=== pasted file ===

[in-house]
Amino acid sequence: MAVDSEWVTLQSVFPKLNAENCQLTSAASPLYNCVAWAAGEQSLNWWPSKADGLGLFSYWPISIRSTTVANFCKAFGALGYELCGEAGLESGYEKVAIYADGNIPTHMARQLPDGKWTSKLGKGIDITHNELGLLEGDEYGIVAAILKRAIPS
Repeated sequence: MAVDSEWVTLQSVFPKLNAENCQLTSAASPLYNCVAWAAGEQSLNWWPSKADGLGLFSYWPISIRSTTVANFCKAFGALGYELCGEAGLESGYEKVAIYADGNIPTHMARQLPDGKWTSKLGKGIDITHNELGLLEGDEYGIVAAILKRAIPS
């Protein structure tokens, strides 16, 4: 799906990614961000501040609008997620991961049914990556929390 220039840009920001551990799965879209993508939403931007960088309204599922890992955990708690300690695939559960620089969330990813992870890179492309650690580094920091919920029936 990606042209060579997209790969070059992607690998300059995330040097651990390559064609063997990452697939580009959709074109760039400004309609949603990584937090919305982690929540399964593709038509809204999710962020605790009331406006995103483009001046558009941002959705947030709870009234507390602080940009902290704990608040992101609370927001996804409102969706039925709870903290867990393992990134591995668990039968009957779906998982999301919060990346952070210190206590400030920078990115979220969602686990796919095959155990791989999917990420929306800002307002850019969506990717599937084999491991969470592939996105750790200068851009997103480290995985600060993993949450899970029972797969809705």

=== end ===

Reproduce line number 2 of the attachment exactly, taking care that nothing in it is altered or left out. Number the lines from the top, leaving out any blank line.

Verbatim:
Amino acid sequence: MAVDSEWVTLQSVFPKLNAENCQLTSAASPLYNCVAWAAGEQSLNWWPSKADGLGLFSYWPISIRSTTVANFCKAFGALGYELCGEAGLESGYEKVAIYADGNIPTHMARQLPDGKWTSKLGKGIDITHNELGLLEGDEYGIVAAILKRAIPS